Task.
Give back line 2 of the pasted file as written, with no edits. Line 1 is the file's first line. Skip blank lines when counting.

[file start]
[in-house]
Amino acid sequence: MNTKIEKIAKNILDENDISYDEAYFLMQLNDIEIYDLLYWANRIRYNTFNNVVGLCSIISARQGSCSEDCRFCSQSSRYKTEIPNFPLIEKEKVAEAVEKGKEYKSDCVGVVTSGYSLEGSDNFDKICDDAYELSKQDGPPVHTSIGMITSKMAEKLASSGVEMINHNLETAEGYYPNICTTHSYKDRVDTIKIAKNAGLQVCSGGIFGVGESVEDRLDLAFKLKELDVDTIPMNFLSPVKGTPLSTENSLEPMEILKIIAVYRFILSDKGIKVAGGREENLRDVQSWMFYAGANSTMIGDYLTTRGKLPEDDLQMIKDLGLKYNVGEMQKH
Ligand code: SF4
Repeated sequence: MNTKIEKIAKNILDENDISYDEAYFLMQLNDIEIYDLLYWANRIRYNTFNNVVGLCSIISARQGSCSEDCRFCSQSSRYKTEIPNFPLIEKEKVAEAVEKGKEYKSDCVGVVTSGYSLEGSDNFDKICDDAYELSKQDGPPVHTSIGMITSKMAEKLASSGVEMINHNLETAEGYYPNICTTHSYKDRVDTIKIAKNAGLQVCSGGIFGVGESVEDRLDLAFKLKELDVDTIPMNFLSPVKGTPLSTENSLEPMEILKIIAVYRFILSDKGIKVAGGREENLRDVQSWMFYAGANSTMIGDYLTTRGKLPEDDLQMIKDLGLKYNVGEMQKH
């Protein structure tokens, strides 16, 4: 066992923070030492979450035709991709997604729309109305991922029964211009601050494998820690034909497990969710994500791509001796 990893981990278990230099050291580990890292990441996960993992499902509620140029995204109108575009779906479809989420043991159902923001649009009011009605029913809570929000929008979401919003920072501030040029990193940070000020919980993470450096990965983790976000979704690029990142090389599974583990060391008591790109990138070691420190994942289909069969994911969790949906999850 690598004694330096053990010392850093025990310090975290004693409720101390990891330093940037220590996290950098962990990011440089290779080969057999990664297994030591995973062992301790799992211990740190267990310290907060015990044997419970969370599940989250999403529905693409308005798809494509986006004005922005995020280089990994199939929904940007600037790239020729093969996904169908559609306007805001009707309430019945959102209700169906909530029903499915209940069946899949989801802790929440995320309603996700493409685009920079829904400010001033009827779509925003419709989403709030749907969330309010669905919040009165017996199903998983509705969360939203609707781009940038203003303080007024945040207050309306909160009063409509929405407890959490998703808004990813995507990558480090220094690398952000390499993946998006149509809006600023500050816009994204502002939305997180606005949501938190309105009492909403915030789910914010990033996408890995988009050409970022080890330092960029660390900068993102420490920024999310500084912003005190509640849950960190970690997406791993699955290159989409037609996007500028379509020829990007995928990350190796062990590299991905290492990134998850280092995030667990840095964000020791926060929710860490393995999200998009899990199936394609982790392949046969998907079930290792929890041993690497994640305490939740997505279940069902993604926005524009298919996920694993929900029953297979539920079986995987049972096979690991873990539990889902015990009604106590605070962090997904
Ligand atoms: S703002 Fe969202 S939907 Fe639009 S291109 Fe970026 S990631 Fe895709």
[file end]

Amino acid sequence: MNTKIEKIAKNILDENDISYDEAYFLMQLNDIEIYDLLYWANRIRYNTFNNVVGLCSIISARQGSCSEDCRFCSQSSRYKTEIPNFPLIEKEKVAEAVEKGKEYKSDCVGVVTSGYSLEGSDNFDKICDDAYELSKQDGPPVHTSIGMITSKMAEKLASSGVEMINHNLETAEGYYPNICTTHSYKDRVDTIKIAKNAGLQVCSGGIFGVGESVEDRLDLAFKLKELDVDTIPMNFLSPVKGTPLSTENSLEPMEILKIIAVYRFILSDKGIKVAGGREENLRDVQSWMFYAGANSTMIGDYLTTRGKLPEDDLQMIKDLGLKYNVGEMQKH